I was surprised by last night's Newsnight (available here for a while on iPlayer). Not because it delighted (of course it did) in accusing a Conservative politician of the Thatcher era of being a paedophile, but because this was an old story and no new evidence was offered. The BBC knew it couldn't name the accused man for legal reasons (though it never explained that) thus putting under suspicion every male in Mrs Thatcher's government.
Of course, the BBC itself is at the heart of a paedophilia scandal and an associated moral panic but even I would expect better of Auntie than deliberate distraction tactics. I would even have hoped better of it than to use such a non-story to mitigate the effect of two others on the same programme that cast its beloved Labour in a bad light. Sadly the relish with which it repeated "Conservative," "Tory," "Thatcher" was as evident as the care with which it played down all references to Labour in the other stories.
You may say the new story was that an old accuser (many of whose similar allegations have been challenged by the author of a book on the scandal) has demanded a meeting with David Cameron in a predictable response to the Prime Minister's silly "sweeping statement that abused people need to be believed." Those telling the truth need to be believed. The liars, bandwagon-jumpers, mass hysterics and fraudulent compensation-seekers need something else entirely. The difficult task in these cases, just as in those involving less emotive crimes, is to distinguish truth from lies. That task is not helped by emotionalism.
The middle of a moral panic is a dangerous time to make such a point. The witch-hunters are likely to look in your direction and - as you are not joining in their cries of "witch" - cry "witch" at you. Anna Raccoon has been experiencing a fair bit of that. I have never met her in person. For all I know some of the ad hominem attacks on her contain some grains of truth. Or not. Still her evidence on the subject of the alleged child abuse at the facility where she lived at the relevant time should be heard. In fact the more her enemies play the woman not the ball, the more I think what she has to say is important. Rod Liddle had some sensible observations on the subject in The Spectator (h/t Navigator for pointing me to that article).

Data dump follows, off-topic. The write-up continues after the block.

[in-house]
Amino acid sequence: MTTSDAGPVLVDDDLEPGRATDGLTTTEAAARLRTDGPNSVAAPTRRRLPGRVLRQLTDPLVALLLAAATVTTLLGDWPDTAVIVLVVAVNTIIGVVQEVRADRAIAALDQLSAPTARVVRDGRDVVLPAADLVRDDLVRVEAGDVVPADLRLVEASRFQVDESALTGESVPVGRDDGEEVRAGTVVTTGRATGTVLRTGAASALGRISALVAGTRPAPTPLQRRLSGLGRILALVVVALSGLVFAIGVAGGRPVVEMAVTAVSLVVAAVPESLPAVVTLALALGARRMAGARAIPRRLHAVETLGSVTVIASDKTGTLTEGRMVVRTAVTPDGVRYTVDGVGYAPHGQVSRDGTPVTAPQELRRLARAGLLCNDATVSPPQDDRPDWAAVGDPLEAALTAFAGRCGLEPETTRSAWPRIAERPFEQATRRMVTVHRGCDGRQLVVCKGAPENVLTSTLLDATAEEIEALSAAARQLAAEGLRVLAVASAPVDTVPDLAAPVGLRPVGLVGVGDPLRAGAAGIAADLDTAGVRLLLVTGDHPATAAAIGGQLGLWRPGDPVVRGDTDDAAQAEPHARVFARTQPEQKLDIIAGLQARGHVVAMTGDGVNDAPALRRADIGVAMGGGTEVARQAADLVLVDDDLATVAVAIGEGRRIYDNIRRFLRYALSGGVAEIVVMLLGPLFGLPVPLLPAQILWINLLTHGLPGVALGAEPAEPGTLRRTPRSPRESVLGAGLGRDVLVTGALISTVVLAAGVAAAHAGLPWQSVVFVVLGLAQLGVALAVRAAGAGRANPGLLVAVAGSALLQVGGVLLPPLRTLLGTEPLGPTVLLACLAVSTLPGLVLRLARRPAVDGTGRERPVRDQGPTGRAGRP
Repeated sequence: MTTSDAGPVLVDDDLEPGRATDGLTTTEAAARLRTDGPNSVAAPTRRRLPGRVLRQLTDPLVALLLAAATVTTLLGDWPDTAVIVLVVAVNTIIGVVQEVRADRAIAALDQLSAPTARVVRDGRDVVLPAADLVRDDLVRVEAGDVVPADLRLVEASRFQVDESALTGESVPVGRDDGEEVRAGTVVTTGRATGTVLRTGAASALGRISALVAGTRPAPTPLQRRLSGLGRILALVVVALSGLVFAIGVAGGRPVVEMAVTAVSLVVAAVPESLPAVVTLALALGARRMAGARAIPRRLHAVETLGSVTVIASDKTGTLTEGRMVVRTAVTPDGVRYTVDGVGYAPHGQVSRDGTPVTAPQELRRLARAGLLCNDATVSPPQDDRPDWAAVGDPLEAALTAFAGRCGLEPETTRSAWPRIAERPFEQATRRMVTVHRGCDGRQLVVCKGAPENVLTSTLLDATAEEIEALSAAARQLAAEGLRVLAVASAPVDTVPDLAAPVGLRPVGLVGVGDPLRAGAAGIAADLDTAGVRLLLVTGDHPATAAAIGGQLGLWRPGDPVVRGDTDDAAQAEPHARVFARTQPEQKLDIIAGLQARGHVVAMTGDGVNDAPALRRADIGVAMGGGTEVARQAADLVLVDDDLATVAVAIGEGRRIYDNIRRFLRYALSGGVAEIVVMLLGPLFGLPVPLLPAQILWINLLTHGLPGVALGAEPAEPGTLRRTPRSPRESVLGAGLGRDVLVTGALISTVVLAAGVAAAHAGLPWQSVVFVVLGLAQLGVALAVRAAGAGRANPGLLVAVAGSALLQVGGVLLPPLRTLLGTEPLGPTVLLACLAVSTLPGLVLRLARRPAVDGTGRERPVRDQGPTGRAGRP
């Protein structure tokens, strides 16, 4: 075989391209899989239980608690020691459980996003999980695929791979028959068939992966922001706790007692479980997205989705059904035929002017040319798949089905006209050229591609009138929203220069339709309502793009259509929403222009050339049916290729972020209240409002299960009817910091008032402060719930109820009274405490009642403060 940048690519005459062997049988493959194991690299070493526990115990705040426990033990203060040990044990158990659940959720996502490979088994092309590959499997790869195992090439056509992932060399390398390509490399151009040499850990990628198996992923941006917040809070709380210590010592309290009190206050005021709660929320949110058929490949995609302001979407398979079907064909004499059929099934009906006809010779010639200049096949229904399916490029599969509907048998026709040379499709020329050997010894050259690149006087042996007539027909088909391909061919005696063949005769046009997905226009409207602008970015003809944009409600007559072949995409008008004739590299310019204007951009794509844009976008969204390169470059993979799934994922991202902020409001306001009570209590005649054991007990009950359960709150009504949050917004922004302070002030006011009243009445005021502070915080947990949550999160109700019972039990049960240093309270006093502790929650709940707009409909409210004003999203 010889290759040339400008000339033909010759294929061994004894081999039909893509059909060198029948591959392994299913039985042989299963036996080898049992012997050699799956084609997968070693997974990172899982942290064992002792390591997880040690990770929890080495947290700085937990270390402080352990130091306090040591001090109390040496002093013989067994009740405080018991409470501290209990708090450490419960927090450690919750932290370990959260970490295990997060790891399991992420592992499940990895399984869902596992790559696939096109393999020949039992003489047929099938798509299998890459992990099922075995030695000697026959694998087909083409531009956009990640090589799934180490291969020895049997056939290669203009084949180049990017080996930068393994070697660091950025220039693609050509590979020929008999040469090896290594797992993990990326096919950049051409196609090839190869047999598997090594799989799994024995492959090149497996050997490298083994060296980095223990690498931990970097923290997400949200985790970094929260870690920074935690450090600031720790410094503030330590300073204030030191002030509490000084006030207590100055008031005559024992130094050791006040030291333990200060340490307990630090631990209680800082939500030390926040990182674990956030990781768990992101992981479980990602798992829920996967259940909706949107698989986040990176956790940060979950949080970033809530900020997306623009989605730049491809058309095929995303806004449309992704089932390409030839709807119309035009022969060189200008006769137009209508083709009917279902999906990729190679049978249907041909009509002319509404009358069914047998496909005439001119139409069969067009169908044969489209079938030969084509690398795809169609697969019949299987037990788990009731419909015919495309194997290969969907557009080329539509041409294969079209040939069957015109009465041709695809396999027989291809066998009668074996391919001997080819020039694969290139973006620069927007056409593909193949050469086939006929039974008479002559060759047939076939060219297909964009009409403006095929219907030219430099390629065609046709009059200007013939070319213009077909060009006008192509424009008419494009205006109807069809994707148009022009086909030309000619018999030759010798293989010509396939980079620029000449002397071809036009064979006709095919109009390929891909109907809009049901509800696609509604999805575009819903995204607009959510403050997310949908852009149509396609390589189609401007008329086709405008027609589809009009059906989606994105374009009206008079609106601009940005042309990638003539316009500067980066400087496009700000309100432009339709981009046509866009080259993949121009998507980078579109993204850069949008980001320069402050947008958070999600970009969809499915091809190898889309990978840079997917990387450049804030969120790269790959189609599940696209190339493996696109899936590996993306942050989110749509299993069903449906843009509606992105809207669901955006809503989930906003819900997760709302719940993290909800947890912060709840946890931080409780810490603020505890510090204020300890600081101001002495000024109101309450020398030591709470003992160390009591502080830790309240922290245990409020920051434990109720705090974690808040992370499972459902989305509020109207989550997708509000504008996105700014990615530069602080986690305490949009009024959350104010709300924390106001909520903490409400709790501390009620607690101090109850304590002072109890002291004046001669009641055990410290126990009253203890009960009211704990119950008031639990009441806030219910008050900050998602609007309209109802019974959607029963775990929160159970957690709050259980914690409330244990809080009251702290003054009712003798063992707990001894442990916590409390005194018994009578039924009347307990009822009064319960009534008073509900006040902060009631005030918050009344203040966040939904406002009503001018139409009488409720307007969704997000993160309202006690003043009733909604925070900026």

The fact is that the middle of a moral panic is exactly when such points need to be made. For example, I am sure the North Wales childrens home affair involved real and serious child abuse. I am convinced that there are people who were rightly convicted of terrible crimes. But in the moral panic that attended the investigation into that case, it is possible (and I fear likely) that innocent people working in those childrens homes were wrongly accused and their lives trashed. We now know how stupid the South Ronalsday satanic ritual abuse story was, not to mention its American equivalents. Given that they were literal witch-hunts, it's hard to believe they were given credence in the modern era. Yet they were. And the reason-crushing cry of "think of the children!" went up against anyone trying to discuss them calmly.
One of the books that had the greatest influence on me as a young man was this one. It was on the reading list from my University before I started to study law and I commend it to you. I freely admit to using many of the debating tricks it mentions in my attempts to persuade people away from the current, morally-corrosive political orthodoxy. My role on this blog is advocacy, not academic study. I hope that I fall into few of the fallacies mentioned, however, and that I would be honest enough to acknowledge them if I did.
To say we need to keep our heads in the middle of the Savile affair and evaluate carefully all accusations arising from it is not to side with him. Still less, as the more rabid "moral entrepreneurs" are prone to allege, does it suggest any "agenda" in support of paedophilia. I would love to see the truth told and justice done, in so far as the guilty are in reach. Those taking part in the moral panic may see their ad hominem attacks as weapons in a crusade for justice, but they are dangerously wrong. Those they scream at as they ask them to consider the truth are not Justice's enemies. They are.